Strange lumps, itching, bald spots, redness, skin flaking, and scruffy patches are common signs of skin problems in horses.

While most equine skin irritations don’t present serious health risks, persistent skin problems can lead to infections and could indicate allergies, systemic inflammation or other health concerns. [1]

Identifying the underlying cause of skin issues is key to alleviating symptoms and preventing recurrence. Bug bites, mud, poorly fitted tack, bacteria and fungi are all common causes of dermatological issues in horses.

This article will review the identification, causes, treatments, and prevention of common skin irritations in horses. We will also discuss how to support equine skin health and manage horses with skin problems.

Common Equine Skin Problems

Equine skin irritations can arise from several different causes, including allergies, parasites, trauma, burns, chemical irritants, or diseases caused by bacterial infections, viral infections, fungal infections, parasites, or allergies. [1]

Skin problems are usually accompanied by dermatitis – a general term that describes skin inflammation. Other signs of irritation include:

  • Hair loss and bald spots
  • Bumps or hives
  • Thickened skin
  • Scaling or dandruff
  • Skin redness
  • Itching and discomfort
  • Skin lesions with or without fluid discharge

Early identification is vital for the effective management of many equine skin diseases. Horses with skin inflammation are at risk of secondary bacterial infections if the skin’s immune barrier function is compromised.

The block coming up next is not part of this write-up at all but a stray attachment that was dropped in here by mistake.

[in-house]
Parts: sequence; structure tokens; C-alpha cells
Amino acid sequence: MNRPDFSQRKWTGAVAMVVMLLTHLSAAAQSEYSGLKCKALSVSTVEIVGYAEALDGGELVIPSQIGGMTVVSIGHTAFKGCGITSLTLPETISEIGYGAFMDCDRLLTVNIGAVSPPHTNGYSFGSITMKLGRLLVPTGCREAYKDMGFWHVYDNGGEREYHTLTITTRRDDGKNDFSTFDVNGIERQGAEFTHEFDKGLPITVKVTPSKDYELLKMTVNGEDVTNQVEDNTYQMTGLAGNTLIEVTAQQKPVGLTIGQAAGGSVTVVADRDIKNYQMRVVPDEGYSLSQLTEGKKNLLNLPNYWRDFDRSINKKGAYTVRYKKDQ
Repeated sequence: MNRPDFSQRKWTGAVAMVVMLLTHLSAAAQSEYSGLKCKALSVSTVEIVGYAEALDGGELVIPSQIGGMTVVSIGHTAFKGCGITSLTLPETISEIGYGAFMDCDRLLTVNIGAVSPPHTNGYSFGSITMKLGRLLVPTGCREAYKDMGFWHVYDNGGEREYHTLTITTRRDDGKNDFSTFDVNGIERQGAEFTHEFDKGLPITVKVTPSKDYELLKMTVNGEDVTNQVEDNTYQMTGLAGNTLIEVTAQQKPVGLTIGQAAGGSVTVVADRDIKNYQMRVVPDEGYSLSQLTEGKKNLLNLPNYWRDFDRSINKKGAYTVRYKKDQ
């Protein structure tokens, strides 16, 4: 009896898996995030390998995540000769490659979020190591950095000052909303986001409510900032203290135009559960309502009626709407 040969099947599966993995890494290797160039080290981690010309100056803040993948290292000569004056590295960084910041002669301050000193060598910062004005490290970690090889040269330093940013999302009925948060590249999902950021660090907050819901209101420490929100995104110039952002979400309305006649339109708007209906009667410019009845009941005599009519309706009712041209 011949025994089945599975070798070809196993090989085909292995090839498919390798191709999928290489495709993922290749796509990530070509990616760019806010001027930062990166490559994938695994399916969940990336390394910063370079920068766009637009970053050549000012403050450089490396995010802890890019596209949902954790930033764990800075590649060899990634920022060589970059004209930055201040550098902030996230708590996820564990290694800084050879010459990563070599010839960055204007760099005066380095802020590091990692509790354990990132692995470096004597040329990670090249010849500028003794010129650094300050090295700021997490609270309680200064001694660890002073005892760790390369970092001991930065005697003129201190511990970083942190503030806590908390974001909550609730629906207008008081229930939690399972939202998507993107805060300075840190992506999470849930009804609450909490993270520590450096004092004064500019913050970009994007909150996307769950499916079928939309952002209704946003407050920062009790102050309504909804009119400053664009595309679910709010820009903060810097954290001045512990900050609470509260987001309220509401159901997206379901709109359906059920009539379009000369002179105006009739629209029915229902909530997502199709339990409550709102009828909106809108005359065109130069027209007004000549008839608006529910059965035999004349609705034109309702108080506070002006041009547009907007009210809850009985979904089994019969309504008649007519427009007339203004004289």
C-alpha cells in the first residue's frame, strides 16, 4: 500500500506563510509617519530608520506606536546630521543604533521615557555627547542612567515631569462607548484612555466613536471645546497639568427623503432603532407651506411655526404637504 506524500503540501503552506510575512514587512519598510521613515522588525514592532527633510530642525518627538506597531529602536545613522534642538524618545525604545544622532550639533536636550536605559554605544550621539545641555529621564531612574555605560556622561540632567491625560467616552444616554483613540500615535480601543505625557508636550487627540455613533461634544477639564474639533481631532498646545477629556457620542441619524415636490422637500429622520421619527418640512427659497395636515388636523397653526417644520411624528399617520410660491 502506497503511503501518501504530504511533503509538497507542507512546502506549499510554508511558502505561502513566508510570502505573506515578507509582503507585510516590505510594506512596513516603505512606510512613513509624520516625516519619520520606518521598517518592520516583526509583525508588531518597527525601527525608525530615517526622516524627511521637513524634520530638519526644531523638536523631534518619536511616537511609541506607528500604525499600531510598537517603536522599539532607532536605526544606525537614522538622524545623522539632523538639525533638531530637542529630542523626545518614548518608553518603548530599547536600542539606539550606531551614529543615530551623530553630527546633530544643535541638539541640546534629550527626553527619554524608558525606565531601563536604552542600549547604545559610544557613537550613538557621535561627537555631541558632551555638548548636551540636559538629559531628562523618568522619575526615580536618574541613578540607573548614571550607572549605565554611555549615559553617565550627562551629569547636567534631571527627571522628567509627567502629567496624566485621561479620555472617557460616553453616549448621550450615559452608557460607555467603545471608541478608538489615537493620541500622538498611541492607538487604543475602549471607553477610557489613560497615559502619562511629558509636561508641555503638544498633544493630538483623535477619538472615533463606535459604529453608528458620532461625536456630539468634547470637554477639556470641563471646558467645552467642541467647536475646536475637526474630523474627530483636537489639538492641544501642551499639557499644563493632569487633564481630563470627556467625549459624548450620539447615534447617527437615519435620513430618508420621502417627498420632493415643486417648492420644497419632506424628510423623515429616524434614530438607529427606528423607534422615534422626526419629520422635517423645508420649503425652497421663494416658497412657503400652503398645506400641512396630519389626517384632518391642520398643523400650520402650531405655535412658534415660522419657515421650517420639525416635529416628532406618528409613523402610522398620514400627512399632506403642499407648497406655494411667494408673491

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Causes of Skin Irritations

Here are some common skin conditions that horse owners should learn to recognize.

Rain Scald

Rain scald, or rain rot, is a bacterial skin infection that affects the horse’s rump and back. Dry and scaly skin is the first symptom. In advanced cases, horses develop crusty lesions and scabs with upright tufts of hair. [2]

Under the scabs, raw skin may discharge sticky yellow exudate. The secretion causes hair to matte together. Bald spots and areas of hair loss occur when scabs detach from the skin. [3]

This type of dermatitis can also affect areas of the barrel, shoulders, hindquarters, face, and lower legs.


Rain scald is caused by the bacteria Dermatophilus congolensis. This opportunistic organism is naturally present on the skin and multiplies rapidly in a moist environment. [2]

When excessive moisture weakens the skin’s protective barrier, the bacteria invade the epidermis and result in infectious lesions. [2]


The horse’s skin must remain dry while being treated for rain scald. Allowing the coat to dry out will reduce recovery time and aid the healing process.

Washing the skin with chlorhexidine scrub and soaking it in a saline solution helps remove crusty skin. Some local lesions respond to treatment with topical silver sulphadiazine. In rare cases, your veterinarian may prescribe systemic antibiotics. [2]

Rain scald lesions usually heal without scarring. Mild cases usually subside within two to three weeks.


Horses that live outside in wet conditions have a higher risk of rain scald. Always ensure horses have access to adequate shelter and consider stabling your horse to let their coat dry. Waterproof blankets can also protect horses from excess moisture during turnout. [2]

Rain scald is contagious. Regularly disinfect equipment that contacts an affected horse and avoid sharing brushes with other animals to prevent infection.

Pastern Dermatitis

Also known as scratches, mud fever, or greasy heel, pastern dermatitis refers to multiple conditions that cause skin irritation on the horse’s pastern.

Mild forms of pastern dermatitis cause redness, itchiness, and hair loss. More severe cases involve skin lesions on the pastern and heel that produce oily secretions. [4]

These clini